Natural Selection Image Map

 

Depletion of Natural Resources

Poor Farming Practices

Mayan farming.  Ancient Mayans in Central America (from about 0 to 900 AD) had a "slash and burn" method of farming. Each year after the harvest, they would cut down all the old plants and set the fields afire. Then they would repeat the process again the next year on the same plot of ground. After about 7 years, the soil was so depleted of nutrients and organic matter that it had to be abandoned. They moved on to clear another patch of ground.

Burning crop land depletes the soil and exposes it to wind and rain erosion

The Mayan population grew, sometimes to include cities with a hundred thousand or more people. Soon, the farmers could not grow enough food and there was no more good soil. Then the farmers started farming marginal land, such as hillsides. That created other problems, because the hillsides were easily eroded by rain. We may never know all the reasons why the Mayan civilization disappeared, more or less suddenly around 900 AD.  Two things are clear: 1) people abandoned the cities and returned to simpler living, and 2) massive farming efforts could no longer be sustained.

Oklahoma Dust Bowl.  In the 1930s in the U.S., most of Oklahoma and much of West Texas turned into a dust bowl because of a drought. 

Trees were cut down and grassland was turned into crop land. The soil then became exposed to erosion from rain and wind.  When drought came, the land became worthless, unable to grow anything. The air was choked with dust. Many farmers had to abandon the land and move to other states, such as California.  Click here to read the story of the Dust Bowl.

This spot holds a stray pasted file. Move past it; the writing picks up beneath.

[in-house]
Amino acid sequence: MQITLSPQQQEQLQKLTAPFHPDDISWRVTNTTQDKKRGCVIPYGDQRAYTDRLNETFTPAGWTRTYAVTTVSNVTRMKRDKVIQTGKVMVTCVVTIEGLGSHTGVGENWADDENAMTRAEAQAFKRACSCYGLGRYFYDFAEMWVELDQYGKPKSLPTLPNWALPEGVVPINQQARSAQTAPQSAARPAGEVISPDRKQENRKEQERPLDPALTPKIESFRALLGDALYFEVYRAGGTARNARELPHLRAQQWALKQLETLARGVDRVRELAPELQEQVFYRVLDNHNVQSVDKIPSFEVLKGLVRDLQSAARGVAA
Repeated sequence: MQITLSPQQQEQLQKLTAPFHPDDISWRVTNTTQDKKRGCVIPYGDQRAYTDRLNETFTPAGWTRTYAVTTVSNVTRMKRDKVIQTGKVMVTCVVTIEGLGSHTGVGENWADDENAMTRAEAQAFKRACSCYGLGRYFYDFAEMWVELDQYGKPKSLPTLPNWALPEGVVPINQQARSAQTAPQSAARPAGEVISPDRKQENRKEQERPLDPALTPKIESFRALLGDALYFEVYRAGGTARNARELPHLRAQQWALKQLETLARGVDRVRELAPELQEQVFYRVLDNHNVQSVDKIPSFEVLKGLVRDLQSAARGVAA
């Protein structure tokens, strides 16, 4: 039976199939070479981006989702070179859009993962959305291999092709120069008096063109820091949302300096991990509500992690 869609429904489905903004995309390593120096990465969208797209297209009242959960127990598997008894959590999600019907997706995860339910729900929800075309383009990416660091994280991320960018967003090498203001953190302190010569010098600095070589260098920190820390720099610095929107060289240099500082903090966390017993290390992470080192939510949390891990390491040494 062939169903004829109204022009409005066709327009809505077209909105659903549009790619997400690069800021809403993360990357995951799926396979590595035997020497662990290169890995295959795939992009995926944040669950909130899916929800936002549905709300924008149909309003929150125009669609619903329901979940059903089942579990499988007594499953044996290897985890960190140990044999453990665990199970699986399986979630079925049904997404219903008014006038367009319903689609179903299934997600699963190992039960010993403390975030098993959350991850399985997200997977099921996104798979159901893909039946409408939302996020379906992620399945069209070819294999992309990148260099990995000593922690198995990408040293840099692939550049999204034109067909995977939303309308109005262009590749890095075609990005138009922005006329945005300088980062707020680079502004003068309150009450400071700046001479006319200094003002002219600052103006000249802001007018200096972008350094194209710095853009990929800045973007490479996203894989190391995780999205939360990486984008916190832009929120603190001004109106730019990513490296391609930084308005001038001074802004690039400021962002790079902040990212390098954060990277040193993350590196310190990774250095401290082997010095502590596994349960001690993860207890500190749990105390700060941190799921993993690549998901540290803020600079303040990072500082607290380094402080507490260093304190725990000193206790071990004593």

Over-fishing

People who live on islands are very dependent on the fish life around them. As an island becomes more populated with people, the demand for food from the sea can outstrip the source. 

This has happened recently on the islands off the coast of Honduras. The people there are very poor. Their struggles were only made worse when they depleted the fish and sea creatures. Such problems were made even worse when a seafood restaurant chain set up a factory there for processing lobster and fish. It didn't take long to exhaust the sea's supply.  

Coral reefs shelter and feed many fish.

Where did all the fish go?

Over-fishing not only threatens the human food supply but also that of other species that feed on sea life. One example of a species threatened in this way is the Russian Brown bear.

One hopeful sign is fish farming, where genetically modified fish are raised in captivity. Click here for more on the promise of fish farming. For more on the world crisis in over-fishing, click here.

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